Research Ethics: Historical Background
Research Ethics: Historical Background
There is a necessity for the ethical review of scientific research to adequately protect the health, life and dignity of persons involved as subjects in medical researches. This is the central issue discussed by the author in this article.
During the Nazi period, there was a depressing evidence of experiments in which human beings were treated as objects or things or treated with less solicitude than one would treat animals. In the late 1800s, when gonorrhea and syphilis had been the focus of medical-research interest for some years, a Russian doctor documented numerous utterly unethical experiments that were conducted on human beings by eminent and respected physicians in Germany, France, Russia, Ireland, and the United States. Active gonorrheic or syphilitic microorganisms were injected into very sick patients and without their and their family’s consent. It was astonishing that these experiments were not conducted clandestinely but were published in some of the world’s leading medical journal. In 1966, Dr. Henry K. Beecher, a professor at Harvard University Medical School, published two most important components in the ethical approach to research with human subjects. The first was informed consent of the subject patients and second was the presence of an intelligent, informed, conscientious, compassionate, responsible investigator. This publication was a major turning point in the evolution of the ethics of research with human subjects. It was not also the last. However, Dr. Beecher’s ideals were inadequate to fully protect the life, health and dignity of persons involved as subjects in medical research. In 1975, the World Medical Association in its Declaration of Helsinki specified that experimental procedures involving human subjects should be clearly formulated in a research protocol, and should be transmitted to a specially appointed independent committee for consideration, comment and guidance. In the United States, the National Commission for the Protection of Human Subjects for Biomedical and Behavioral Research was created, and who’s Reports and Recommendations on Institutional Review Boards (IRBs) wield considerable power when it comes to experimental procedures involving human subjects. IRBs and research ethics committees (REBs) have the authority to approve, reject or demand modifications of protocols.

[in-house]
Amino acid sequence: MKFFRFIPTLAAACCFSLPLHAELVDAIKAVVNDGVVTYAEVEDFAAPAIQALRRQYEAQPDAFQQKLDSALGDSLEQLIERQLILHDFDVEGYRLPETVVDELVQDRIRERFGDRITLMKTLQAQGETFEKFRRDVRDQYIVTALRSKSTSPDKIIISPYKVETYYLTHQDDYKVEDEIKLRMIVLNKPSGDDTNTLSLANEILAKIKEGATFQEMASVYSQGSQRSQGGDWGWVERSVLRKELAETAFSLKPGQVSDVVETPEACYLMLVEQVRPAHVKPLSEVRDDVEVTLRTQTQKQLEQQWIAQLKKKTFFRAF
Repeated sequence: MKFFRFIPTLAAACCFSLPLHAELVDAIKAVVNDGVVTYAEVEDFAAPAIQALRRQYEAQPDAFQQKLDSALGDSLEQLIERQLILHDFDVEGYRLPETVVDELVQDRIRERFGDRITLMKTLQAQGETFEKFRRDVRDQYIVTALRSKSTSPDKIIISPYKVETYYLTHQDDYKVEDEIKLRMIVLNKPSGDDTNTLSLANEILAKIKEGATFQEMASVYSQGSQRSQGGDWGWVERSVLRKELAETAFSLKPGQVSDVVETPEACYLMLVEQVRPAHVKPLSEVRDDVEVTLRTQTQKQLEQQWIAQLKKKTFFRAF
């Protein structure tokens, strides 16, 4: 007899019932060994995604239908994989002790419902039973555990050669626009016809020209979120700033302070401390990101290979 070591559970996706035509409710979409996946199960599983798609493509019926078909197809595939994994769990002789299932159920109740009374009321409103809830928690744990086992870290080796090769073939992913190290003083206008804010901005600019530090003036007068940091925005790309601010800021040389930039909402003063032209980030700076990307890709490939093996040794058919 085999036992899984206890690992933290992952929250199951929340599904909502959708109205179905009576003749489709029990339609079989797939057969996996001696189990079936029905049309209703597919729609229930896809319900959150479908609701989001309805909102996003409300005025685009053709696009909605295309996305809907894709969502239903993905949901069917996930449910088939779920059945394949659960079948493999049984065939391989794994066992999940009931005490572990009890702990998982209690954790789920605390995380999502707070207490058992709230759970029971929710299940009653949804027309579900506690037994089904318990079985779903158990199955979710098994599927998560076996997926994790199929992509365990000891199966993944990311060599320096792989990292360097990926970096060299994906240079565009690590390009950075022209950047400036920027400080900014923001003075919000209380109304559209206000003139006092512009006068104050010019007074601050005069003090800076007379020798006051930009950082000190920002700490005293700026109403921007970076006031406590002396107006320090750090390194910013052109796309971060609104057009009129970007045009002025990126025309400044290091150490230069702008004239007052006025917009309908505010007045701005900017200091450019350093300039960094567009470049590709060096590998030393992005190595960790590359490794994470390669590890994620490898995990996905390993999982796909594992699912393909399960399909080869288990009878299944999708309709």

Because the published guiding principles for research protocols involving human subjects were insufficient to fully protect the latter’s well-being, Europe and the United States established a consensus that specified experimental procedures within the bounds of ethics and humanity. Powerful bodies and investigation teams have been created to review scientific procedures, and decide whether these procedures are acceptable or not. However, numerous disturbing questions still arise such as: How can one know what transpires between physician–investigators and patient-subjects? Should the responsibilities of research committees extend beyond the review of research protocols, to include the monitoring of consent conversations and the actual conduct of research with human subjects?
The author has suggested that the option of ethical justifiability as conditions of medical research involving human subjects. The conditions reflect a widely shared consensus in Europe and America. First is scientific adequacy. There must be respect for accepted scientific principles, knowledge of the natural history of the disease or problem under study, adequate preliminary laboratory and animal experimentation, and the proper scientific and medical qualifications of investigators. Second is protection of subjects. Patients come to doctors with expectations for care, relief and cure. This expectation must be met with fidelity to the end that performing an experiment which might be harmful to the client to any extent must never be done even though the result might be highly advantageous to science. It is very important that physicians and clinical investigators take pains to assure that patients really do understand what randomized, double-blinded clinical trials involve. They must bear primary responsibility for organizing consent conservations, and making certain that this mutually informing process really take place. Third is clinical equipoise or randomization. One group of physicians may favor one treatment and other group may favor another treatment but both groups recognize that there is real uncertainty and reasonable controversy about the relative merits of the treatments under study.
The Conclusion, Premises and Reasons
The author urges the readers to move beyond the ethics of vigilance and protection. Time is changing and the ethics of research with human beings has a history which demonstrates development throughout the centuries. The world today would not have potent and effective treatments for many diseases had it not been for earlier generations who participated as subjects in medical research. As time changes, a moral duty, although a strong term to use, is emerging and that duty is to participate in medical researches. Animal models are frequently lacking or inadequate and hinder complete development. Participation in medical research is now an intrinsic component of the responsibility we bear towards future generations, the generations of our children.